Candidate Question #1 at the Leadership Development Institute
Tell us about yourself and your primary message.
Good morning. Before I begin, I want to thank the members on this year’s Nominations Committee for giving me the opportunity to be a candidate for President-Elect.[Newspaper clipping demo using paper and venetian blind.]
When I joined the L.A. Herald Examiner’s Editorial Library in the mid-1980s, this is what I did on my first day of work – for 8 hours. I was the first step on a news clipping’s route to the news archive. I was the newbie at the Herald-Ex, and having been a journalism and sociology major in college, I took the only newspaper opening available in Los Angeles for someone really wet behind the ears. After a while I began to ponder the world of news librarianship and graduated from clipping news articles. The Library Director, Ann Sausedo, took an interest in me and invited me to join her at an SLA conference in Denver. I had never been to any sort of conference before and I had a wonderful time. And the piece that stuck with me the most about that SLA conference was not the great sessions that I attended – there were none on groundbreaking techniques for clipping a newspaper – or the exhibits. It was the people. The people who openly shared the diversity of their experiences. The people who spoke with candor. The people who offered guidance. It was about the people then, and it is about the people now.
And this is why, since being asked to run for President-Elect, I have focused on the terms renewal and engagement. From students, to those new to the profession, to established professionals (notice how I did not use seasoned pros or war veterans here), to those near or in retirement, we as leaders need to connect to these people and engage their participation in SLA. We can learn and benefit from all of their experiences.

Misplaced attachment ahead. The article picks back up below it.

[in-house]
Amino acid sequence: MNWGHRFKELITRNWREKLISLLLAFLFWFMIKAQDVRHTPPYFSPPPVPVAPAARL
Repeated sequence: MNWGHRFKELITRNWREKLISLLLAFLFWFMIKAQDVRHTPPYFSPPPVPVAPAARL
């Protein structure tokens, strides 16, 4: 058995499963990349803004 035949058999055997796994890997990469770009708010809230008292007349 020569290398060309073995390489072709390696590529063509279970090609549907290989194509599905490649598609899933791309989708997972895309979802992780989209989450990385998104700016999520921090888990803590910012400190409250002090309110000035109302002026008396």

Working with students at UCLA for some time, they continually invigorate me with their enthusiasm for the future even when faced with a tough job market as is the case in California. Their grasp of new ways of thinking about age old problems reinforces my faith in the information profession, and their willingness to give even while immersed in course work astounds me. But we need to help these students and new professionals by being the bridge between their education and their professional lives. And while we have begun to do so with the creation of the FutureReady toolkit, we can do more. A study worth noting is the Workforce Issues in Library & Information Science 2 report released in 2010 that surveyed alumni in the first five years following graduation. 84% of these newly minted professionals held membership in a professional association, but only 18% held some sort of office in an association. And more than 70% noted that they are willing to pay for their own continuing education.
While we need to tap those coming into the profession, we also need to engage our international network of experienced members to draw from their knowledge and leadership potential. To do so, we need to look at ways in which the association can engender a greater sense of belonging, inclusion, and loyalty through more transparent and consistent communication. One of the strengths of SLA has been the ease by which a member can develop leadership skills and this needs to be conveyed to those undiscovered experts. Of special note is the SLA Encore survey which focused on those members who are retired or have been SLA members for more than 20 years. When asked if they saw themselves actively involved with SLA going forward, 47% agreed.
SLA has always provided me with a rich network of support, professional development, and opportunities for growing my leadership potential, and I look forward to showing this value to new, continuing and potential members.
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